Friday, January 22, 2016

A new pain

Latest pain episode confirms all my biases about treating pain, in myself at least...
Complaint: Dull back pain, inter-scapular, left side, some at lateral border of scapula. Sometimes the lateral pain is worse than the medial one.

Onset: Started about five days ago, upon waking after having fallen asleep in recliner.

Contributing factors: 

1. Long (hideously long) hours at the computer (bio), stewing and stressing over the writing project, for months now, feeling more by myself with the stress of all that than I have felt alone about anything since forever, probably.. (psychosocial).

2. Falling asleep in recliner while watching whatever is on TV at 11pm in my time zone (these days, Colbert) is normal, has been for years.
3. No mechanism of injury. When I woke up, deciding to go to bed, it had appeared/was there.
Nature of pain:
I could fall asleep OK on either side, but it would come back and wake me up. It wouldn't let me sleep on my back. If I got up and moved about, or sat and went online for awhile, it would go entirely away. Full range, no pain on movement, so, obviously not a "deep" nerve tunnel syndrome..
Things I tried:
Floor work: This made the rest of me feel pretty good, but the pain returned as usual, at night, forcing me to get up.
Different positions? No luck there. I'm very inventive with sleep positions and pillows, but no joy. Bear in mind I could go to sleep without pain, but it would visit and be the thing that would wake me up.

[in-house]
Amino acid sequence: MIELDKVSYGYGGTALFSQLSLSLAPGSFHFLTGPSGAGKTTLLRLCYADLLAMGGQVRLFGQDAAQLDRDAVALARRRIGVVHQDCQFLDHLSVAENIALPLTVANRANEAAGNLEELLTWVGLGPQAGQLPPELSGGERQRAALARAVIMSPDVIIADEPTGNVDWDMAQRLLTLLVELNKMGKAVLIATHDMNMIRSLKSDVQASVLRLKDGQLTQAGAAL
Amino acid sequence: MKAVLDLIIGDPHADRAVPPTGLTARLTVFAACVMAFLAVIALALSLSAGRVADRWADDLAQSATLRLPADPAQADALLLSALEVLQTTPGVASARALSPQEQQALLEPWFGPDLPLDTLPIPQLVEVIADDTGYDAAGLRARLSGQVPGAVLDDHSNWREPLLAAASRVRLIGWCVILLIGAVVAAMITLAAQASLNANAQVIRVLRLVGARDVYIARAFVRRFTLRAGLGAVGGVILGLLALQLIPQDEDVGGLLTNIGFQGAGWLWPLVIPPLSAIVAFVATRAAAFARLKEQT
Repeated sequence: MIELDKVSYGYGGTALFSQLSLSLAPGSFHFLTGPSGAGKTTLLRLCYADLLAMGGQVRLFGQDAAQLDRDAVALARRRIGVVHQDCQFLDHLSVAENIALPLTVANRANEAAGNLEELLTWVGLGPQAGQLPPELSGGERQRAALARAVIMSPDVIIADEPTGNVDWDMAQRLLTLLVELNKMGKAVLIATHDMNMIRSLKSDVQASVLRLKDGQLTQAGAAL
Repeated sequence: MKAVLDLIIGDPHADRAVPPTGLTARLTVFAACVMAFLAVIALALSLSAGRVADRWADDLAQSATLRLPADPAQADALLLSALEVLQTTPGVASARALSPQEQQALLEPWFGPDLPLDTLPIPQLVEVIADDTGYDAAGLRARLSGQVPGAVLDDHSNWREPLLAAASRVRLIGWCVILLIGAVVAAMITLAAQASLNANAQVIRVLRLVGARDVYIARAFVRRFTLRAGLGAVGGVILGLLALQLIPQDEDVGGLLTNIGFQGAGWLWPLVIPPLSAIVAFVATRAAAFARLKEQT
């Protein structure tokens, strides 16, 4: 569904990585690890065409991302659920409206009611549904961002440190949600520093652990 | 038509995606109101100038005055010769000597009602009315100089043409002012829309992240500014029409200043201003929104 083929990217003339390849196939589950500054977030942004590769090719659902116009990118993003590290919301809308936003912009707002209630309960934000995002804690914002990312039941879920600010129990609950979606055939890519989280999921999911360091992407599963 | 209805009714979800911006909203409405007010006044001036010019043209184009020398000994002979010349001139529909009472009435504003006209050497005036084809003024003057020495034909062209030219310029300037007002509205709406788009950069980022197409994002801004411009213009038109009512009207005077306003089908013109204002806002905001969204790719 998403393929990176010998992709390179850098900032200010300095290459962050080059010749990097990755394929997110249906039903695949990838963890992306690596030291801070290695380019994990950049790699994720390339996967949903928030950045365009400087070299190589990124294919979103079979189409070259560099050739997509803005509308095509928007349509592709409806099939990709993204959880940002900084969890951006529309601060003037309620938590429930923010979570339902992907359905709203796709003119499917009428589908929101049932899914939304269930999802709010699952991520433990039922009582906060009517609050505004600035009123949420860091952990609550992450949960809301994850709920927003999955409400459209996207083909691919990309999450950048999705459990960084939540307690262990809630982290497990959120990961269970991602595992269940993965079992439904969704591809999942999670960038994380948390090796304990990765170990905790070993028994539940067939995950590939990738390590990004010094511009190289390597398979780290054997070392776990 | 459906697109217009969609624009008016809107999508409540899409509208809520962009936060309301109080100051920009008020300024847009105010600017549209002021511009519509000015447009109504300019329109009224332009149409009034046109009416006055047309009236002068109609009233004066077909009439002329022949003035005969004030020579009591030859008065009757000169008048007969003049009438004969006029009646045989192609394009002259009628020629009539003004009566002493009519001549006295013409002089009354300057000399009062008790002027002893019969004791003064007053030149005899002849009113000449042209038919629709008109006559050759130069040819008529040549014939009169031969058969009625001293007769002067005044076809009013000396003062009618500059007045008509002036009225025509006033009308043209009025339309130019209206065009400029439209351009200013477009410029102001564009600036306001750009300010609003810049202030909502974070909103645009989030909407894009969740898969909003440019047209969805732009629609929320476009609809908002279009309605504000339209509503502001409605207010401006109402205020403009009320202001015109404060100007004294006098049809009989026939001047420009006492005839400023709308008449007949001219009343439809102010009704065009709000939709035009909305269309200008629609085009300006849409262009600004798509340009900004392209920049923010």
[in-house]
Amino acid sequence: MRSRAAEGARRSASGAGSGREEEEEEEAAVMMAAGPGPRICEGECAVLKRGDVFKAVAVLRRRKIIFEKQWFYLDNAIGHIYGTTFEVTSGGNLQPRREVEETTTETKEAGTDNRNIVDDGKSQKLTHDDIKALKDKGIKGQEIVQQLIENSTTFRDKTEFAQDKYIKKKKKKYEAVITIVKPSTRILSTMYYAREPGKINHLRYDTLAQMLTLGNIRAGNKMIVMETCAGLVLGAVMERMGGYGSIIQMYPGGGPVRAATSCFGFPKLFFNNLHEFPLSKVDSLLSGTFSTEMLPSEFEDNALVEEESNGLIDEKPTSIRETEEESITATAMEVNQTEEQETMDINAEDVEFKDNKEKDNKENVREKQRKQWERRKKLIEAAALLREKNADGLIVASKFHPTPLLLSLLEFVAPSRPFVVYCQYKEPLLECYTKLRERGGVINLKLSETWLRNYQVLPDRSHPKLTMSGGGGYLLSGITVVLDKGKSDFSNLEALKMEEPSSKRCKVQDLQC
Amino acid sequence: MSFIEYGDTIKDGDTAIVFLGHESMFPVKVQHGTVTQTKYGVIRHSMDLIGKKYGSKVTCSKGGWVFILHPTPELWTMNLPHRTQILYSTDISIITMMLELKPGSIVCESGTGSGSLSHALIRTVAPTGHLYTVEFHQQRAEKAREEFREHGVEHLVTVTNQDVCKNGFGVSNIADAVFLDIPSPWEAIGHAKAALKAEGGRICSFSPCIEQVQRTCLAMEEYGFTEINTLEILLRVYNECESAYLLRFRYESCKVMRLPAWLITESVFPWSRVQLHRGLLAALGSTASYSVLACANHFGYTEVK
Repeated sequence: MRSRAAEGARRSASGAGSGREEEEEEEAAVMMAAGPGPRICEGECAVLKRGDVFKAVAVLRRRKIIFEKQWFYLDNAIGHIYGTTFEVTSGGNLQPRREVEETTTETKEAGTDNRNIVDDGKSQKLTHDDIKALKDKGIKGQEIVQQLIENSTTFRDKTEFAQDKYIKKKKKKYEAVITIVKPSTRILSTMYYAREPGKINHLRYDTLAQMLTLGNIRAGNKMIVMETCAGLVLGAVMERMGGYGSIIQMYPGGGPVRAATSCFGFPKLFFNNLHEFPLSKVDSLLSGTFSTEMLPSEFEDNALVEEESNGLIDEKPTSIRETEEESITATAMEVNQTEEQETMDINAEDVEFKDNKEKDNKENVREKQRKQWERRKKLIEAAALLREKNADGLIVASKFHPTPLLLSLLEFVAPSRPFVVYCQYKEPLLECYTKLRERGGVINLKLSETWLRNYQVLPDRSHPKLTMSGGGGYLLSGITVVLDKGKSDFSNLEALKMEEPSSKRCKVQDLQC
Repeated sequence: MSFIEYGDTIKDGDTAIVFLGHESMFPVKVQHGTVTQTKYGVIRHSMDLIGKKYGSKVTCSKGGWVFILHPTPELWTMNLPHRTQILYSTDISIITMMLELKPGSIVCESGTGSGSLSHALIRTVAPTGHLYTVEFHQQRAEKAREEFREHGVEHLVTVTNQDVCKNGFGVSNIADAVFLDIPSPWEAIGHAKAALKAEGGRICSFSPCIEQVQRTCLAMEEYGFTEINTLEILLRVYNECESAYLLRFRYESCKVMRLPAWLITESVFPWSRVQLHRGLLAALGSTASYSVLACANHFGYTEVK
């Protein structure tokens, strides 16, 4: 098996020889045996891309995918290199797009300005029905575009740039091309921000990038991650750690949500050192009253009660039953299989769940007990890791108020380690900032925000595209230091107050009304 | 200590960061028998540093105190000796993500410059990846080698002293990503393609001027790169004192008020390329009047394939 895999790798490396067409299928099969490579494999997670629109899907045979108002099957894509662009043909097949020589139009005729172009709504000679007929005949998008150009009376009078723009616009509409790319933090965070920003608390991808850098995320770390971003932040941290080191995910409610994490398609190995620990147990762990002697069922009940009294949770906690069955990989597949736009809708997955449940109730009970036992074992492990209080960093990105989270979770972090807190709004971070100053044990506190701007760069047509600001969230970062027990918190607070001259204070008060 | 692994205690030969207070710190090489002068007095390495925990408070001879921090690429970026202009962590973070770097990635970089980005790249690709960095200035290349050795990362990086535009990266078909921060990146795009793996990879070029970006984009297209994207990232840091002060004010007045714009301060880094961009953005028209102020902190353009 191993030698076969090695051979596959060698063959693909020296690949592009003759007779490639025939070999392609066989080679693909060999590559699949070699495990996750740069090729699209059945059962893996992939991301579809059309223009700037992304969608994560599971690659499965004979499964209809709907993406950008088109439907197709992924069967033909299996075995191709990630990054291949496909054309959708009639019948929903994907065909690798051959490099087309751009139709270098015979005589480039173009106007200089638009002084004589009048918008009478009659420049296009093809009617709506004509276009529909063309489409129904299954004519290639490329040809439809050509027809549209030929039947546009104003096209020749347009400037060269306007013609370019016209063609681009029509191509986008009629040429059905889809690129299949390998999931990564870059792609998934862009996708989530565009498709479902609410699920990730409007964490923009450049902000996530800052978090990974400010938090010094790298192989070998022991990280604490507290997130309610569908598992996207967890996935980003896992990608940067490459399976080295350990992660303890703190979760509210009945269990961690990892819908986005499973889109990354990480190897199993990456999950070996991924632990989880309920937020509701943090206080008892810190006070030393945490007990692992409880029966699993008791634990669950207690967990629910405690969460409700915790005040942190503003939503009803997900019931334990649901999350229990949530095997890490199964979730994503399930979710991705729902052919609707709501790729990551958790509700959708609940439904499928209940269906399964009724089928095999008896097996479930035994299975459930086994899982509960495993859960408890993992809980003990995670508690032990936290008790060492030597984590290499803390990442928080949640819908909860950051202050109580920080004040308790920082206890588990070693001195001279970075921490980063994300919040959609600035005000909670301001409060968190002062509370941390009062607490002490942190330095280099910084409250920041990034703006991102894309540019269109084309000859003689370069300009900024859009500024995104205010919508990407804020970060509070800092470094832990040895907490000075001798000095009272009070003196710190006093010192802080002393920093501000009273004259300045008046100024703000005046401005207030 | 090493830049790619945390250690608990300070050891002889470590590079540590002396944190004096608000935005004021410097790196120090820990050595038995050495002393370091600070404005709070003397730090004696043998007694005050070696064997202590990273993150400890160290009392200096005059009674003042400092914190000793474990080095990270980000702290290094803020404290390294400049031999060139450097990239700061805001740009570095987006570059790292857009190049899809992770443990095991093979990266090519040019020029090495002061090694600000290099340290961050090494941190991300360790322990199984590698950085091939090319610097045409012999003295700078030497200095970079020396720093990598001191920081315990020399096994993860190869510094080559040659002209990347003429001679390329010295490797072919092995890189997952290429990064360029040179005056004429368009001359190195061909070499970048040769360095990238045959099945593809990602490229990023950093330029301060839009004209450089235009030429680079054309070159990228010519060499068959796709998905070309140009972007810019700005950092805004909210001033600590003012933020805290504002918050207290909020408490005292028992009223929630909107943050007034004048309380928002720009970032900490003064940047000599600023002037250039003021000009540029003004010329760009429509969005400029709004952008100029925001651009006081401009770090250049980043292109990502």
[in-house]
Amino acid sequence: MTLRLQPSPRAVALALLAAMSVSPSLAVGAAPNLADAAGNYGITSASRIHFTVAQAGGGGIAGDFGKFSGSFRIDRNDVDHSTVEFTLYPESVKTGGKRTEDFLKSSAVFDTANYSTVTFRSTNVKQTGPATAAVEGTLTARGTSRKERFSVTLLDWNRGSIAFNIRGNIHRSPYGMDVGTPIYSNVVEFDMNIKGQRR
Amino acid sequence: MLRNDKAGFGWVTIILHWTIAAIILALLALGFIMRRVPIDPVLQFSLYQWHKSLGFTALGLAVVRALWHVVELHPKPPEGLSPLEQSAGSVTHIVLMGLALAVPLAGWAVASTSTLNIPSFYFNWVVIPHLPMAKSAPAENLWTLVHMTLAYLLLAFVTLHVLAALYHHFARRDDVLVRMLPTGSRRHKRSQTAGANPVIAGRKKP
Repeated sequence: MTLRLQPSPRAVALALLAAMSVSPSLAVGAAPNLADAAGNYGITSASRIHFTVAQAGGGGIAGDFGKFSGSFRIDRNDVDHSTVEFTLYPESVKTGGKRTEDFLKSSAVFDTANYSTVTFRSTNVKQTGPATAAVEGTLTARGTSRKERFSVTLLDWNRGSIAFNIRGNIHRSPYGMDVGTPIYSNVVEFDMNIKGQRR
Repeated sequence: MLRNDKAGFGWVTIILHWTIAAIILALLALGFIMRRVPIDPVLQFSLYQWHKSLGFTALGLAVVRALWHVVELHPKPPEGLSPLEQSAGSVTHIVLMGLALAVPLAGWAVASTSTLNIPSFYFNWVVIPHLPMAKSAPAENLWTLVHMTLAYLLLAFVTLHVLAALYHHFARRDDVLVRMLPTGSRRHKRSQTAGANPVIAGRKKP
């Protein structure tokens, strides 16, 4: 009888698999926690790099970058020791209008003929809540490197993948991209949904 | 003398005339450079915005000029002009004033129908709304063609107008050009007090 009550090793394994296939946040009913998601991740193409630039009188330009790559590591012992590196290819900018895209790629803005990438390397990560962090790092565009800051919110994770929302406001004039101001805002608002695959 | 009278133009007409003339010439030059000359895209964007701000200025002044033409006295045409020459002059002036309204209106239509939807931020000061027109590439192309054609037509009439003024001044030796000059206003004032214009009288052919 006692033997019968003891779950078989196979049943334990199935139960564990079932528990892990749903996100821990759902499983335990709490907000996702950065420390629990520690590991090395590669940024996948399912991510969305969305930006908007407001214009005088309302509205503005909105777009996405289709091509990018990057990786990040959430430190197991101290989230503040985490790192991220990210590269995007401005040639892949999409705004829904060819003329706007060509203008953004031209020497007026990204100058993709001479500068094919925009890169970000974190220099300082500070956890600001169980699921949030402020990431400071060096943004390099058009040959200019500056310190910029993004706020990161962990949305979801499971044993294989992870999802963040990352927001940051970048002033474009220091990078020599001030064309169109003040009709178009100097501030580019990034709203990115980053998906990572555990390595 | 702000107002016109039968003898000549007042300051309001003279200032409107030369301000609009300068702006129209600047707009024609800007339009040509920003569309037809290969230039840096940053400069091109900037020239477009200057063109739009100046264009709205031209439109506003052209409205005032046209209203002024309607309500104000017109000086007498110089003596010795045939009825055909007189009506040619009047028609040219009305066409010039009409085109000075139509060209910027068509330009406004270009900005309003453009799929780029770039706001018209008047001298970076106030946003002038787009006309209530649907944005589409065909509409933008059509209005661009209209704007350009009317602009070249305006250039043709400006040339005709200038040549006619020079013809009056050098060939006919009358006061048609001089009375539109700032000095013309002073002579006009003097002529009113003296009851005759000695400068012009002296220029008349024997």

It felt naggy and dull and deep, and bad enough to wake me... But it would go away easily by getting up and distracting myself.
Thing that finally "worked":
After four nights of this I got out the stretchy tape yesterday and managed to apply two strips to myself, vertically, stretched upward, one along the lateral border of the scap and one along the medial border (see diagram).
The naggy pain went away instantly. (Yay!)
I wasn't going to be convinced, though, unless I got good sleep. Last night, I slept through the whole night without any pain, with the tape on. Not that I didn't wake up occasionally, because I do anyway, but the back felt good, nice, warm, tingly, no matter which position I was in, or went in. Feels good to have had almost 24 hours without that annoying pain.
So, yay!
Confirmation bias: it must have been only cutaneous rami hurting me/my brain. Yay for peripheral sensory neuron opioids secretion (and probably some in the brain too). Tape will stay on until those rami have readapted themselves, and receptors have turned over.
Even though pain at night is usually red flaggy, I didn't worry myself or run off to become medicalized, as this pain did not feel sinister or intractable; Making more effort (getting up, raising my blood pressure, moving around) made it better, not worse.The fact that tape helped so much last night reassures me that it's no big deal (so far anyway..). I'll see what happens tonight: if I get two good nights in a row, my bias will enjoy more confirmation. Self-management, baby, self-management. My sedentary lifestyle may well kill me eventually, no doubt, but so far, so good; my pains in life have all been merely annoying body wall nerve being cranky, not visceral/referred. I've still got every bit I was born with, and most of those seem to still work OK. I will increase my activity level slightly (do more floor work, play more with my barbells, and try to avoid becoming diabetic (I'm 65 and something will kill me eventually) (but did I mention my mother is 92, still with all her bits, and still in good health despite having never done any actual exercise her whole life?) The last thing I want to do is to put myself in the hands of those who would want to perform a scapulectomy or something and try to talk me into that. I live in a pretty orthopaedic-surgery-happy province these days. The other thing, they might want to stent every blood vessel just in case. They like doing that around here too.